PTC is a predictive collision avoidance technology that can stop a train before an accident occurs. Because of its complex design and requirements, PTC is not an off-the-shelf system or software application that can be implemented quickly. The primary PTC functions:
- Prevent train to train collisions
- Prevent over-speed derailments
- Prevent incursions into work zone limits
- Prevent movements through a switch left in the wrong position
- Provide interoperability between PTC systems of different railroads
PTC system provides public benefits through a reduction in risk to railroad passengers and railroad employees and would potentially improve the efficiency of the national railroad network.
With the deadline for PTC deployment getting closer, railroads, commuters and transits require solutions across all phases of PTC Planning and implementation.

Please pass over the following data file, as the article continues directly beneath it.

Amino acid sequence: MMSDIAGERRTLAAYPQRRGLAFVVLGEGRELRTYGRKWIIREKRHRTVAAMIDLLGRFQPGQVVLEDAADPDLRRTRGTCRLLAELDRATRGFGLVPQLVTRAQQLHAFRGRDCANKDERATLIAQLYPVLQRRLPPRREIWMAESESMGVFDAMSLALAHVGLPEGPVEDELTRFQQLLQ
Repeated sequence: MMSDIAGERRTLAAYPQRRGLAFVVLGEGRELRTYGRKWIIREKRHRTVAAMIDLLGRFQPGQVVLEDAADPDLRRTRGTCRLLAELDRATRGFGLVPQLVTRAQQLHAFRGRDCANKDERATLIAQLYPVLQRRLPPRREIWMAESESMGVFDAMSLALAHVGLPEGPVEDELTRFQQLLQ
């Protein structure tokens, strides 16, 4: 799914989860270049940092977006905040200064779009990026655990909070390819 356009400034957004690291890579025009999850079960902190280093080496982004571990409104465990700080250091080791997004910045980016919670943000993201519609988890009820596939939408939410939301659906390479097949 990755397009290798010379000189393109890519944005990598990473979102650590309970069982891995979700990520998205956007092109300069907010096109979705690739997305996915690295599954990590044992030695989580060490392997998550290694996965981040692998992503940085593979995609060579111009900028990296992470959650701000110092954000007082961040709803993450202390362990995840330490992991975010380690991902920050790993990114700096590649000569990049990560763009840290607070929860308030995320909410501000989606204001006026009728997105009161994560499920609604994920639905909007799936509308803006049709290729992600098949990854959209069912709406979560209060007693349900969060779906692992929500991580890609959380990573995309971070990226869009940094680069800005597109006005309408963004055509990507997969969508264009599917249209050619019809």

As shown in above representative diagram, PTC system consists of following components.
- PTC back office server
- PTC onboard system
- PTC wayside interface unit
- PTC communication
PTC back office server - Consists of one or more Back Office Server(s) (BOS). It interfaces with other railroad back office systems or applications, the railroad dispatch system and the Locomotive and Communications segments.
PTC onboard system - Consists of onboard systems (hardware and software) which enhance safety by interfacing with locomotive control equipments capable of accepting directives, manage speed limit mandates, braking, better communication systems, dedicated PTC display.
PTC wayside interface unit - Monitors and reports switch position, signal indications, or status of other monitored wayside devices directly to the Locomotive Segment and Office Segment using one or more radio networks.
PTC communication - Consists of a messaging system, hardware and multiple wired and wireless networks through which messages are exchanged between the Locomotive, Wayside and Office Segments.